Politics

Political news

Christopher Connelly/WYPR

  Maryland’s General Assembly went out of business for another year on Monday, ending a session that many hoped would signal the dawn of a new bipartisan era in a party line budget settlement.  Gov. Larry Hogan praised the legislature for its bipartisan work, but said he probably wouldn’t spend money Democrats set aside for public education, state worker pay and Medicaid and other safety net programs.

Earlier in the session, the state budget was a sign of bi-partisanship between the Republican Governor and the Democratic assembly.  But now? Fraser Smith and Andy Green, editorial page editor for The Baltimore Sun, discuss how the budget is being held hostage until the governor gets what he wants - while the General Assembly tries to push back. 

Christopher Connelly/WYPR

Lawmakers in Annapolis are counting down to the last day of the legislative session on Monday. WYPR's Christopher Connelly joined host Matt Tacka to talk through what's happening at the end of the last full week.

Christopher Connelly/WYPR

A budget showdown has been simmering in Annapolis, and with just a few days left before the end of the session, tensions are peaking. House Speaker Mike Busch and Gov. Larry Hogan had tough words for each other Thursday as the two leaders insist on preserving their priorities in the budget.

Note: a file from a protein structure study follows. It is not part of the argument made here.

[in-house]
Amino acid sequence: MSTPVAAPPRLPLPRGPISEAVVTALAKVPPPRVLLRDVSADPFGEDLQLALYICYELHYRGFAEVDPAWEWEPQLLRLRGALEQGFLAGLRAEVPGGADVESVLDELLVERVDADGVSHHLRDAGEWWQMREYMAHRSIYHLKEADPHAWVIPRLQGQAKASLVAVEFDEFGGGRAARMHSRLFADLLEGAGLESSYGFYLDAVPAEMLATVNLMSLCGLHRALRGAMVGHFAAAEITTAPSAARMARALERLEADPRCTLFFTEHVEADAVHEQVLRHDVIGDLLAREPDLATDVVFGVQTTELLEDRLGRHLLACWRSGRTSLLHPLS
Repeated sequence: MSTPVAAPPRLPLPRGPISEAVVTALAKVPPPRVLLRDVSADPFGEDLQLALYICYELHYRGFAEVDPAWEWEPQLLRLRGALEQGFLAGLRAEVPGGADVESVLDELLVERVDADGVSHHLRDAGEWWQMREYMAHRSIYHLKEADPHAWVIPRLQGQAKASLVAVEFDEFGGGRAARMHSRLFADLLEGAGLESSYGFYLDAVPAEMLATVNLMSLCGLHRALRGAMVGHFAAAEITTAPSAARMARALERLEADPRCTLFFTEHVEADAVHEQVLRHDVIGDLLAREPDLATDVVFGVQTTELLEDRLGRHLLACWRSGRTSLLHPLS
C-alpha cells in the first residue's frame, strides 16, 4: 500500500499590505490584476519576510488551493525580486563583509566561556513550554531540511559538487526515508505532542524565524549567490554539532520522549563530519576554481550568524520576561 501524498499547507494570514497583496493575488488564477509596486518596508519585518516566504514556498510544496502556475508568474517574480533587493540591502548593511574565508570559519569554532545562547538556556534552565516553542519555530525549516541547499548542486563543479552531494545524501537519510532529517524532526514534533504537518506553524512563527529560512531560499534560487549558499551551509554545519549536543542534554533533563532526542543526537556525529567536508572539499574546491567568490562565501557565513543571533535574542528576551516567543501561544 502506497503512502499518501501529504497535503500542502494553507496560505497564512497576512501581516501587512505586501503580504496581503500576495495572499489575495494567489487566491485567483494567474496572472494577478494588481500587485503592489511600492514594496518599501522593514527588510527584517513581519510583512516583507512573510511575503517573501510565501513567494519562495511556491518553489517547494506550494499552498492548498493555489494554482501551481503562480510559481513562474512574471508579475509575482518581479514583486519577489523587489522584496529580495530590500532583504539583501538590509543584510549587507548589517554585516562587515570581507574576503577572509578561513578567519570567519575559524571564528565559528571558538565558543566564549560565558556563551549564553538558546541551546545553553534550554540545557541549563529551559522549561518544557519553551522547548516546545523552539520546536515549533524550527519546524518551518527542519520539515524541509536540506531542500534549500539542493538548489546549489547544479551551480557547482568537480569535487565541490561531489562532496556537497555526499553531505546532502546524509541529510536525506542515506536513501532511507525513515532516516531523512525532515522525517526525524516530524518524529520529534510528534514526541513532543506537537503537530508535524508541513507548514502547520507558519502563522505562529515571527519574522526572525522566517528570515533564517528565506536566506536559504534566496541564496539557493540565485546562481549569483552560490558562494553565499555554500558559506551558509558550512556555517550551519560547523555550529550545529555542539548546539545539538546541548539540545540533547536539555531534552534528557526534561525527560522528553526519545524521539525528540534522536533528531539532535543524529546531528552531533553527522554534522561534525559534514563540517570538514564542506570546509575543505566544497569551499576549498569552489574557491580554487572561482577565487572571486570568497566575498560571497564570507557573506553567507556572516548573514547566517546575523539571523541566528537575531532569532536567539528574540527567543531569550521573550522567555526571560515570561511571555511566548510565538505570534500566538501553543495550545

Busch drew a line in the sand, saying he won’t move forward on the governor’s budget priorities until he gets some assurances on priorities that House lawmakers have expressed.

Christopher Connelly/WYPR

It’s Friday, and that means it’s time for a look back at the week in Annapolis. This week, WYPR News Director Joel McCord talks with state house reporter Christopher Connelly about legal and budget machinations.

Christopher Connelly/WYPR

  

  Gov. Larry Hogan put forward an update to his earlier budget proposal Thursday that includes money for tax cuts and leaves out about $70 million dollars the House and Senate want to give to public schools. He drew fire from teachers unions but a member of his administration said the governor was emphasizing that items on his agenda needed to be part of the budget process.

Christopher Connelly / WYPR

Indiana is drawing fire over a religious freedom law that critics say protects people who want to discriminate based on religious principles, particularly against gays and lesbians. Sparks flew in Annapolis on Wednesday over how Maryland should respond.

Christopher Connelly/WYPR

After days of re-drafting and deliberation, a Senate committee moved forward Tuesday on Gov. Larry Hogan’s charter school reform legislation. But it did so after major re-working. In the end, all but one senator on the Senate Education, Health and Environmental Affairs Committee approved a charter reform bill that looked very little like Hogan’s proposal.

“Nobody’s going to be completely happy,” said Chairman Joan Carter Conway. “I haven’t been happy since the day I saw this bill.”

Christopher Connelly/WYPR

There are just more than two weeks until the end of the legislative session in Annapolis. News Director Joel McCord talked to WYPR’s Christopher Connelly about some of the big items in the state house this week. 

Christopher Connelly/WYPR

The two chambers of the Maryland General Assembly took up and passed separate bills related to the controversial drilling technique known as hydraulic fracturing, or fracking, on Tuesday. One would put a moratorium on fracking until a panel can study the potential public health consequences. The other sets strict standards to hold gas drillers accountable if those consequences occur.

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